Jeremy Zapanta’s journey from self-proclaimed jock to dancer began in a Burbank ballet school when he was 13. While watching his younger sister perform a routine, he nudged his mother and said, “I think I can do that.”
To his surprise, he wasn’t as naturally gifted in dance as he was in baseball and soccer.
“I took my first ballet class and hated it,” he recalls. “I was so sore afterwards. I didn’t know a plié from a tendu.”
Dance became a hobby, then a passion and finally a career goal for Zapanta. He auditioned for professional ballet companies after graduating from high school and performed in regional productions of The Nutcracker.
In 2009, Zapanta enrolled in UC Irvine’s Claire Trevor School of the Arts to pursue a bachelor of fine arts in dance performance. He is a recipient of the William J. Gillespie Foundation Scholarship, which is awarded to outstanding dance majors.
“I want to have a long and lasting career in dance, and to do that I need to become more versatile,” he says. “At UCI I’ve been exposed to modern, jazz, contemporary ballet and worked with amazing dance professors.”
Zapanta moved closer to his goal this summer when he took part in two, weeklong dance workshops offered by prestigious contemporary dance companies Hubbard Street Dance Chicago and Alonzo King LINES Ballet of San Francisco at CTSA.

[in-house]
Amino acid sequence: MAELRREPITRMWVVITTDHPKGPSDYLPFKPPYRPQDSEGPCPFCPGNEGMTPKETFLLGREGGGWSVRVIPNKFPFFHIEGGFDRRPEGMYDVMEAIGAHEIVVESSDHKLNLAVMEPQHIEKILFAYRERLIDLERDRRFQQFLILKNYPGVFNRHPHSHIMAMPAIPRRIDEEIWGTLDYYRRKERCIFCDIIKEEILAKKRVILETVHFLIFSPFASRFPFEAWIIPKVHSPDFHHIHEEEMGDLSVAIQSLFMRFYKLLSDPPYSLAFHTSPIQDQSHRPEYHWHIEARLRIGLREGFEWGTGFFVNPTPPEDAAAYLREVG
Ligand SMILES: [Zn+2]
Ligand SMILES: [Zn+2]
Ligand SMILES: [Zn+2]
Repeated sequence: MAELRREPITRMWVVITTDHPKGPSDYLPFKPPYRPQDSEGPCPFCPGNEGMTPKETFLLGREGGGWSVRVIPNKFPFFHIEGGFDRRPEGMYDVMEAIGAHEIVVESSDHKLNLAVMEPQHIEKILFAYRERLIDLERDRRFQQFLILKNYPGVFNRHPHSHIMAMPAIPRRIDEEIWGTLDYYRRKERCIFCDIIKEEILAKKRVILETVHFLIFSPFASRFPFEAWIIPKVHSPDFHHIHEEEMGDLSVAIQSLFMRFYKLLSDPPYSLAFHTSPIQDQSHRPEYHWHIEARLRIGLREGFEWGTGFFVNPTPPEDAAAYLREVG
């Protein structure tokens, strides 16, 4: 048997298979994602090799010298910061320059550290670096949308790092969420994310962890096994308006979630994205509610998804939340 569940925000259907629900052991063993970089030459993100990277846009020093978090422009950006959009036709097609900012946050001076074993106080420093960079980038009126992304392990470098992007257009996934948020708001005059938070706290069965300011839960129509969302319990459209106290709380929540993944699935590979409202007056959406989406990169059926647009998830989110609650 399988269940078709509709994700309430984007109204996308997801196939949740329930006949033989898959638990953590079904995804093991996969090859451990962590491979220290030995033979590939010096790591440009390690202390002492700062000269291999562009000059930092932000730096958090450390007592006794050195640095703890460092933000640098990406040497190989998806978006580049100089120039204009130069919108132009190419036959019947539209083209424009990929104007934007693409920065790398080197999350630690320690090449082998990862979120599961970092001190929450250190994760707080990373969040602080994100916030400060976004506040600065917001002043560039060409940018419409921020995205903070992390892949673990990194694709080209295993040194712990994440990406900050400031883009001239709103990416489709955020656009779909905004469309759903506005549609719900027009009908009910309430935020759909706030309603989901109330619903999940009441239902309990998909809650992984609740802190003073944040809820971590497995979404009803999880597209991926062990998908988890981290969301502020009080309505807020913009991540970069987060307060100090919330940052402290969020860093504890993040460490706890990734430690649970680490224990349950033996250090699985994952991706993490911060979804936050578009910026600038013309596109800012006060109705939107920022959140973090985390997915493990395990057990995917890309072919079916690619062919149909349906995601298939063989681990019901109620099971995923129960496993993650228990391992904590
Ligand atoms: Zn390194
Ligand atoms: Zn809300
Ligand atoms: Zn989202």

Along with other UCI dance students, alumni and community members, Zapanta trained for six hours a day, five days a week in ballet and modern technique, repertory and improvisation, among other dance genres. The partnership gave students the unique opportunity to practice their craft under the guidance of artistic directors and professional dancers from each company.
About 90 students ages 13 to 28 participated in the dance intensive program, UCI dance majors made up nearly half of participants.
Zapanta calls Hubbard Street Dance Chicago his dream company. He plans to audition for a spot in the prestigious organization after graduation.
“Dance is more popular and competitive than ever thanks in part to TV shows like, “So You Think You Can Dance,” he says. “I feel so fortunate to be here and to work with and observe such talented dancers.”
The workshops were organized by Jodie Gates, associate professor of dance.
“This type of collaboration doesn’t happen much in the dance world,” says Gates, a veteran of the Joffrey Ballet, Pennsylvania Ballet and William Forsythe Dance Company. “It’s an extraordinary opportunity for students to be exposed to these dancers and two very strong philosophies of contemporary dance.”
Hubbard Street Dance Chicago’s approach to dance is “grounded and earthy,” Gates says, while Alonzo LINES emphasizes “ethereal” movement.
Gates is a strong advocate of dance, both locally and internationally. She worked with the Prague State Opera Ballet this summer to stage the work of William Forsythe, and has performed and taught in South America, Mexico, Russia, Asia, Australia and Europe. She balances teaching and mentoring at UCI with directing duties at the Laguna Beach Dance Festival, an influential center for dance and the arts that she founded in 2005.
Dance residencies and collaboration, such as the one that took place this summer, are part of Gates’ larger goal of raising awareness of the arts school’s dance department.
“We’re confident that this is just the beginning of regular artist-in-residence programs from the dance department,” Gates says.
Professional dancers from both companies collaborated on a new work in progress by Alonzo King and will stage an informal showing at the Claire Trevor Theatre on Sept. 14 and 15. Tickets are availableonline.